Counting Stimulus Jobs Is No Easy Task

When President Obama signed the $787 billion stimulus bill last month, he promised it would create or save 3.5 million jobs. Federal and state officials are ramping up efforts to count those jobs, but it won't be easy.

In Marlborough, N.H., population 2,085, residents meet in the school gym to vote on every detail of the town's budget for the coming year. Headlining the debate on a recent evening was a plan to dig two wells for drinking water.

At one point, a man in a leather vest steps to the microphone and asks Selectman John Northcott what sources of money might pay for this.

"We have first applied for stimulus funds from the state," Northcott says.

In the end, residents vote in favor of digging the wells. And a stimulus job might be born.

Complicated Job Calculations

Let's assume Marlborough gets stimulus money for all or part of the project. The federal dollars will pay for some jobs, and the contractor will send a form to the state saying how many jobs were involved and how much those jobs paid.

It sounds simple. But it isn't.

In an office at the state Capitol in Concord, Bud Fitch flips through a fat white binder. It's his magna carta for the federal regulations that guide his work as director of New Hampshire's Office of Economic Stimulus.

Page 174 tells him he must count the jobs, but he's still waiting for the pages that will tell him how. In the past, government agencies have used different approaches.

"Some would count noses. 'How many did you hire?' — without a lot of constraint on whether it's full-time, part-time, low-paying, high-paying," says Fitch. "Others would have you count hours, without consideration of how many people work those hours."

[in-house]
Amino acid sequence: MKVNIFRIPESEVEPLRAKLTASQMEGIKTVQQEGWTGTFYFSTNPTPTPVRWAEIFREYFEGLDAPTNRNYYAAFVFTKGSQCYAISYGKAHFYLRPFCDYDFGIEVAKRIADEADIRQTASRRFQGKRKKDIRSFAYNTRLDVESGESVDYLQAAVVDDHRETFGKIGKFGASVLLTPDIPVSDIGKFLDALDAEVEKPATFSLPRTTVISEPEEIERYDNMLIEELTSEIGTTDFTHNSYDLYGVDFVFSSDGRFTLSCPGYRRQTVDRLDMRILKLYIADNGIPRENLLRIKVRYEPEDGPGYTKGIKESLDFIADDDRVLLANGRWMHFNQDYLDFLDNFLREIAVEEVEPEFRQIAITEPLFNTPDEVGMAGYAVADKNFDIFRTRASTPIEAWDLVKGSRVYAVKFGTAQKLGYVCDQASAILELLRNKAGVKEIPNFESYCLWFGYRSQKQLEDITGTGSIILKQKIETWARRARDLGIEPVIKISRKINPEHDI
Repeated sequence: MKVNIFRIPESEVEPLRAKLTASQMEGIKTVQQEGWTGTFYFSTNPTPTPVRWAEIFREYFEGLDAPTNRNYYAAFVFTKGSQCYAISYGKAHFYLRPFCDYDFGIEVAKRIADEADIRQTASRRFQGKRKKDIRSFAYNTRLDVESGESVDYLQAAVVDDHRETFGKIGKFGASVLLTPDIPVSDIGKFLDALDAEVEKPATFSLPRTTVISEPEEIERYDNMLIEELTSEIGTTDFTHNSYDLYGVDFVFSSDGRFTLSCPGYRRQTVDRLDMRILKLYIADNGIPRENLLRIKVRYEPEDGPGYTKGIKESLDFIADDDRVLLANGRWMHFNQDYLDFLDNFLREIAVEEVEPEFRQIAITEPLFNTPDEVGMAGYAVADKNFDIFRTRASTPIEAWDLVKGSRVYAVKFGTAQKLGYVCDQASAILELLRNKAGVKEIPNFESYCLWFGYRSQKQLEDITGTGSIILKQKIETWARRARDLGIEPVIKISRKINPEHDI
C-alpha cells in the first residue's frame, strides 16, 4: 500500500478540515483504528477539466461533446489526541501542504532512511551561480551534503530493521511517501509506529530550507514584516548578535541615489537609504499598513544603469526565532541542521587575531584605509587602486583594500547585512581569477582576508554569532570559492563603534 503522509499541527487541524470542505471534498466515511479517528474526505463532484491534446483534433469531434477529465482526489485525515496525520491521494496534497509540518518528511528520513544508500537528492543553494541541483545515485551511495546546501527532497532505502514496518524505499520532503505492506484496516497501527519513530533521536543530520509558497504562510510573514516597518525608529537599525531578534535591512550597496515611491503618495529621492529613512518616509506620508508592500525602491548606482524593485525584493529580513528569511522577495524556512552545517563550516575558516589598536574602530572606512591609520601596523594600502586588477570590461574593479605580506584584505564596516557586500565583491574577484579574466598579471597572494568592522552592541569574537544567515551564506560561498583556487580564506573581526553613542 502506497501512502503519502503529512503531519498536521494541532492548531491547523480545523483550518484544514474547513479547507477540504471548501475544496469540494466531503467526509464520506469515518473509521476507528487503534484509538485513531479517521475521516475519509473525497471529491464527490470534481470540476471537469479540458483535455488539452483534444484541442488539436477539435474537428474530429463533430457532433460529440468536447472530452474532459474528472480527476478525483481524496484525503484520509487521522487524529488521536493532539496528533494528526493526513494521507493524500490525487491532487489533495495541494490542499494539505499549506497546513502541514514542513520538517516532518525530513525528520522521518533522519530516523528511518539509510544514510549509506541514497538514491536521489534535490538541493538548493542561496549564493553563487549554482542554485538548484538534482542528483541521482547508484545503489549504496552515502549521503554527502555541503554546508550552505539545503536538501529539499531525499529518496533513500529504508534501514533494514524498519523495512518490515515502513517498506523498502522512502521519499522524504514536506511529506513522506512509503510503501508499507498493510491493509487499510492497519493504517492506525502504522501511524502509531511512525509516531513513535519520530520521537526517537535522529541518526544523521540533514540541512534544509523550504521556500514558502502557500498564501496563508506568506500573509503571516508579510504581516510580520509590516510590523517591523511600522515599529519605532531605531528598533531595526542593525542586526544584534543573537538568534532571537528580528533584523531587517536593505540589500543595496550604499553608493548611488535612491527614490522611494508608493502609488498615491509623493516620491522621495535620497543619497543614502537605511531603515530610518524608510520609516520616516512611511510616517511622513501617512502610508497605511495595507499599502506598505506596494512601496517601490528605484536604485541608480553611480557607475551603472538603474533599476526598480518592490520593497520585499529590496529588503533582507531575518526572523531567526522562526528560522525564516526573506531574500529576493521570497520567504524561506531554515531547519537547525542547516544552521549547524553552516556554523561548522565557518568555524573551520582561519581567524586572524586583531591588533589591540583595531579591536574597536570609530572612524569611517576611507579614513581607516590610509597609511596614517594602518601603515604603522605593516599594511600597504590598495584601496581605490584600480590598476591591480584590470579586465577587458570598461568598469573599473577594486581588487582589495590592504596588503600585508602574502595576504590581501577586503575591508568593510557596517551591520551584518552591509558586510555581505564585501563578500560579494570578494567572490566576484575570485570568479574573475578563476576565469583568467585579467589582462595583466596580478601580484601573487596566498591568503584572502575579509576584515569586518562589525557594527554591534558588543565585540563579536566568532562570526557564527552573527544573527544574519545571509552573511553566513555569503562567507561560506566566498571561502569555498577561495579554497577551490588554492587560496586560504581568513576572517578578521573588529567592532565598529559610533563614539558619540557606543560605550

Creating A Yardstick

What's needed is a yardstick so that a job counted under one program will be the same as a job counted under another. Part of the complication is that not all jobs are created equal. Some are seasonal; some allow a person to work on more than one project at once, and so on.

Picking one yardstick might seem relatively easy compared to the next challenge: How do you tell the difference between a job that was saved by the stimulus and a job that would have been there anyway?

Bruce Meyer, a professor at the Harris School of Public Policy at the University of Chicago, analyzes the labor supply. He says there are reasonable methods, but it's almost impossible to know what a firm would have done if left on its own.

"They might have increased their employment even without the jobs subsidy," he says, "because firms increase and decrease all the time."

Keeping Tally

The agency in Washington that has to sort this out is the Office of Management and Budget. OMB's Deputy Director, Rob Nabors, agrees that counting jobs, particularly saved jobs, is tricky.

He says agencies will use several methods. They will ask for documentation that layoffs would have occurred without the stimulus. And there will be some estimating. But Nabors says his office will be conservative.

It's important, he says, that Americans can see where their tax dollars went. The funny thing is, if two years from now the economy is doing better, the public is unlikely to pay much attention to this tally of jobs. But Nabors says the Obama administration wants to make another, broader point.

"Part of the economic recovery needs to be the restoration of public faith in government intervention, in government activity," he says.

Jon Greenberg reports for New Hampshire Public Radio.

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